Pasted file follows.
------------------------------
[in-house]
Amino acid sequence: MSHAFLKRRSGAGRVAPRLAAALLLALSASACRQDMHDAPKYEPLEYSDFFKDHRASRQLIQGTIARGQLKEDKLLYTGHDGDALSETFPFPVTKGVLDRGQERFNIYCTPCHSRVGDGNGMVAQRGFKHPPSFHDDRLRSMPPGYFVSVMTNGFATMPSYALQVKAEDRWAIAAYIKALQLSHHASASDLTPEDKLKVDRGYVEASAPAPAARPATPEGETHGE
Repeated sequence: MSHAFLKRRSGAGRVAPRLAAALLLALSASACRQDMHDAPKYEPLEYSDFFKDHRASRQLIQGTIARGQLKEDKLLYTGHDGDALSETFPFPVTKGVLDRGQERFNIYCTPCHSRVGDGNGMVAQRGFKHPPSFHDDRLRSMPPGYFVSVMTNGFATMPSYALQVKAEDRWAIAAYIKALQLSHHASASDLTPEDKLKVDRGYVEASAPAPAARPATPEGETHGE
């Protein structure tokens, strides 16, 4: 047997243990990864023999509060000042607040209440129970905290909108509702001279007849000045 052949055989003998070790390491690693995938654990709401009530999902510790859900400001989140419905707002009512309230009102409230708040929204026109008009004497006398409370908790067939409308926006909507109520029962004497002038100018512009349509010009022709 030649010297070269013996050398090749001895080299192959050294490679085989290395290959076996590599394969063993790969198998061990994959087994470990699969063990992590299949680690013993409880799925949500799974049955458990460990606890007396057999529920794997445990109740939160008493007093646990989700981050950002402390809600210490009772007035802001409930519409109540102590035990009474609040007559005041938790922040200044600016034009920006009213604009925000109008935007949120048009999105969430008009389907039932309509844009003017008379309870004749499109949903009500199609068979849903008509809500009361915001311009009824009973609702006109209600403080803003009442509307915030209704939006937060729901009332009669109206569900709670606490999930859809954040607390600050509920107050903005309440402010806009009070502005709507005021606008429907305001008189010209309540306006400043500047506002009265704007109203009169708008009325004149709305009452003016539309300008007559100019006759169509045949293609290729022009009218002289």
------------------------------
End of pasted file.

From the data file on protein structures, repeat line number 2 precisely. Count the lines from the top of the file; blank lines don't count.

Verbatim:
Amino acid sequence: MSHAFLKRRSGAGRVAPRLAAALLLALSASACRQDMHDAPKYEPLEYSDFFKDHRASRQLIQGTIARGQLKEDKLLYTGHDGDALSETFPFPVTKGVLDRGQERFNIYCTPCHSRVGDGNGMVAQRGFKHPPSFHDDRLRSMPPGYFVSVMTNGFATMPSYALQVKAEDRWAIAAYIKALQLSHHASASDLTPEDKLKVDRGYVEASAPAPAARPATPEGETHGE